Thursday, 23 May 2013

1,000,000,000,000 Euros


1,000,000,000,000 Euros
(one million million) lost annually to tax evasion in EU
mean it’s a taxing time for fairness
1 trillion euros ($1.3 trillion) are lost to tax evasion each year in the member countries of the EU, according to a message to the EU by Herman van Rompuy the President of the European Council in April. How can this gigantic rip-off by big business be clawed  back?
As Chancellor George Osborne dreams up ever more draconian ways to punish the poor for the  selfish and immoral actions of the big  banks that created the  current economic crisis, Labour Leader Ed Miliband outlined  his “fairness” alternatives in his Five Labour Priorities in response to May’s Queen’s Speech, including:

•A Fair Deal on tax. Alongside implementing Labour’s five point plan for jobs and growth, Labour’s Finance Bill would reverse tax cuts for people earning over £150,000 a year. We would use that money to help pensioners on fixed incomes hit by the “granny tax” and we would restore cuts in tax credits which have hit families.

It is also Big Business – such as US companies Google, Amazon and Facebook-  that  is making the crisis worse  by their massive avoidance of paying taxes on profits they earn from trading in the UK.
Ed Miliband recently rightly said: “People will be shocked by the evidence that Google is going to extraordinary lengths to avoid paying their fair share of tax…..It is evidence of a culture of corporate irresponsibility among certain firms which is totally unacceptable.”
He added “This It comes at a time when ordinary families are seeing services cut, their taxes rising and so many businesses are struggling to make ends meet and are actually doing the right thing and paying their fair share of taxes.“As so often under this Government, I think it is evidence of one rule for those at the top and another rule for everyone else.
Meanwhile, in the EU, the Nordic nations are leading the  campaign to change the taxation regime to make it  much fairer for the  average citizen. Seven Nordic countries ( Denmark, Finland, Iceland, Norway, Sweden, Greenland and the Faroe Islands)  have a head start on the rest of the EU as they have already secured bilateral information exchange agreements with 40 tax havens.
Cameron and Osborne were  under political pressure to open up tax  havens used  by British companies in such off shore havens as The Channel Islands, Isle of Man, the Cayman Islands in the Caribbean, The Bahamas, and  Luxembourg  and Lichtenstein  in Europe, at the meeting of the European Council of Ministers in Brussels on 22 May
Even in Sweden, a country of only 9 million people, some $7 billion that should go to the government for spending on social programme each year are lost through tax evasion.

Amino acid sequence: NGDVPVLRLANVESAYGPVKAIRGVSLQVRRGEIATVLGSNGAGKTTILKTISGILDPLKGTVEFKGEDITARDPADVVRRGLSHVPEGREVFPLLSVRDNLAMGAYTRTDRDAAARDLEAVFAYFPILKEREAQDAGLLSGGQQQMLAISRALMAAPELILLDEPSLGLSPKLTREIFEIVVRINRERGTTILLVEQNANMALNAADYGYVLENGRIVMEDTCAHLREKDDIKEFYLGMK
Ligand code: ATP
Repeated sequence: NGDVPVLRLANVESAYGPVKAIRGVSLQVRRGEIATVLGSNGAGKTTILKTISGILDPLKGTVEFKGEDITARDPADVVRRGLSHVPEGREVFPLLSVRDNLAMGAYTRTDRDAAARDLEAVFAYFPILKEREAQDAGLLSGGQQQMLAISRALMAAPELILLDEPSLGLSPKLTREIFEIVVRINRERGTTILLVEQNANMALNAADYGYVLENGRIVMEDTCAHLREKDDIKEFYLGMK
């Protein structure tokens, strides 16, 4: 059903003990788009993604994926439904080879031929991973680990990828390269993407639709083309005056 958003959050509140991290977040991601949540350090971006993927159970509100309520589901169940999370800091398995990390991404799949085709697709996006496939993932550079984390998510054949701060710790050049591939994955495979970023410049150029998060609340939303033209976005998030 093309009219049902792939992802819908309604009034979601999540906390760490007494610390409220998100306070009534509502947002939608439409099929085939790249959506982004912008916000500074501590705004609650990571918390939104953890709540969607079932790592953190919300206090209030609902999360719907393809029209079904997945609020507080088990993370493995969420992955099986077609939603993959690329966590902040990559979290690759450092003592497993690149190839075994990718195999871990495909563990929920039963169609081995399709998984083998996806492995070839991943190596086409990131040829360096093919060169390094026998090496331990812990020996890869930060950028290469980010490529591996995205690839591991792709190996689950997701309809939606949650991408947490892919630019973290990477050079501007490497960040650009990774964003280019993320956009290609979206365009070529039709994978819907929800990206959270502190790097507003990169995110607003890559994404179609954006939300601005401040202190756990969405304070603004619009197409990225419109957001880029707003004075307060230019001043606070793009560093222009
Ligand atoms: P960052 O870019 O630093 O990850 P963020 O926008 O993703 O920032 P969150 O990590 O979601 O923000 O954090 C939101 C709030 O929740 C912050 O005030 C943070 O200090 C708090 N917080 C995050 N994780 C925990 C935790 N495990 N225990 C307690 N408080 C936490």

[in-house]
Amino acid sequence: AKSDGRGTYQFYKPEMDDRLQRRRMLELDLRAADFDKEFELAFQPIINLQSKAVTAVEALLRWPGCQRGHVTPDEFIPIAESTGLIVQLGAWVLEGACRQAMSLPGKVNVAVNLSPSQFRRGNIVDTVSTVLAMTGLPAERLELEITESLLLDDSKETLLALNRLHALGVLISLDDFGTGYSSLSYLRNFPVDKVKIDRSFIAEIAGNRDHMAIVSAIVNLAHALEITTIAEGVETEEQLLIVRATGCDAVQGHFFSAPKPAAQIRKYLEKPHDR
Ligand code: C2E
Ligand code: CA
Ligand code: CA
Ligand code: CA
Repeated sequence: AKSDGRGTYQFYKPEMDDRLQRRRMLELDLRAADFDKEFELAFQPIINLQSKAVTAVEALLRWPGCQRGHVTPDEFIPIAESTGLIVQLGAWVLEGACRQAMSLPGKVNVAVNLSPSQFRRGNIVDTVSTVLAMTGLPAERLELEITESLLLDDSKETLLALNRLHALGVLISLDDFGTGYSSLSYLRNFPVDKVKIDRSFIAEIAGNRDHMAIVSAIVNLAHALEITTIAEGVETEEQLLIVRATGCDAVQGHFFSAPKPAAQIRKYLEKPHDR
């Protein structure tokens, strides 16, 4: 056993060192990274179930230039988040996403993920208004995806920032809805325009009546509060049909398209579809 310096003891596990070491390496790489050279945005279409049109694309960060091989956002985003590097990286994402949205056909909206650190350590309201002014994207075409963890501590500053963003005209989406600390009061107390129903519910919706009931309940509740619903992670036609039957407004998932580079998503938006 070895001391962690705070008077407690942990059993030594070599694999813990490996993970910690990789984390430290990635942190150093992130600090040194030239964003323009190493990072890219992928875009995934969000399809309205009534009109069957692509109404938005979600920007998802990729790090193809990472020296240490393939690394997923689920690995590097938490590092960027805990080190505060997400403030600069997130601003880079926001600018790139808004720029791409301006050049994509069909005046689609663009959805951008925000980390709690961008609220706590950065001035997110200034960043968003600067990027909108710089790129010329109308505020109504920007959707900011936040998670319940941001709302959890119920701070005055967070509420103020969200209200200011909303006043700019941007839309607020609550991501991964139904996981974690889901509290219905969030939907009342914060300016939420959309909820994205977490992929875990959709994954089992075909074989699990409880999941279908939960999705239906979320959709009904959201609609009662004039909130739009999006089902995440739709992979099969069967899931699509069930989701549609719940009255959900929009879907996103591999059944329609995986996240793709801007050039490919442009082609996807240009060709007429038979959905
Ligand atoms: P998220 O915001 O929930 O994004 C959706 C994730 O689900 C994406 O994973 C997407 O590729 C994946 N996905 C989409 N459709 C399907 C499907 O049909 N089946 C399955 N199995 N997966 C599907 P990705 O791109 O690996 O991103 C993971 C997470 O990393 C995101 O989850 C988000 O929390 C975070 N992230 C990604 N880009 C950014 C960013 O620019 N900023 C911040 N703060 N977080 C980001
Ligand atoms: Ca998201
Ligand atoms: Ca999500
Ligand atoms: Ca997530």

The Tax Justice Network estimates that since the 1970s $21-$32 trillion of unrecorded offshore wealth was channelled through tax havens.
Robin Hood Tax
One way  money can be clawed  back  from our greedy  banks is to  implement  a redistributive tax  named  after the famous  Robin Hood, the progressive highwayman who  appropriated ill-gotten gains form the rich barons, to help the poor workers and underemployed of Sherwood Forest in Nottingham during the middle ages.
A Robin Hood tax on the financial sector has the power to raise £hundreds of billions every year globally. It could give a vital boost to the heath service, our schools, and the fight against child poverty and climate change.
Experts have calculated that even a tiny tax on the financial sector can generate £20 billion annually in the UK alone.
In March two years ago Labour MEPs won the support of their international colleagues in their campaign for a Robin Hood tax to ensure that the financial services sector pays its fair share, when the European Parliament adopted a position backing the idea of a Financial Transaction Tax (FTT).
And a few months later, the European Commission proposed draft law for an FTT, backed by Labour’s then  leader in the EP, Arlene McCarthy, who has said "Millions of people have made it clear that they would like to see a Robin Hood Tax that uses a very small levy on financial markets to support good causes both at home and abroad.
The bloated banks can afford it. The tax systems are in place to collect it.  It is an idea for which the time has come. As its backers claim ”Not complicated. Just brilliant!”
EU action
At the most recent monthly meeting of EU finance and budget ministers and in the planning  for  the upcoming G8 meeting of the world’s richest economies, to chaired by the UK next month in Northern Ireland, tax fairness issues  have dominated the agenda, with  tax evasion and tax fraud  at the top.
But we still seem far from progress, as Conservative ministers like Cameron  and Osborne, don’t want to upset their friends in Big  Business and Big Banks but the outcomes were minimal. They are often pay masters for the Tory party too.
And two EU tax havens, Austria and Luxembourg, are also obstructing progress, while Socialist-led France has expressed support for developing EU criteria and a blacklist of “non-cooperative jurisdictions”.

British action

As well as action in the EU, we need to  take action at home, to ensure Welsh taxpayers are getting a fair deal, and the tax revenues from big business is fully collected.

Labour MP, and former minister, Michael Meacher last September presented the General Anti-Tax Avoidance Principle Bill  to Parliament in Westminster, which would Introduce a principle that any financial arrangements made by a company or  individual should not have as their primary purpose the avoidance of tax.

It is incredible that such a moral principle needs to be put into law. That says something about the moral basis of some of our Big Banks and Big Businesses


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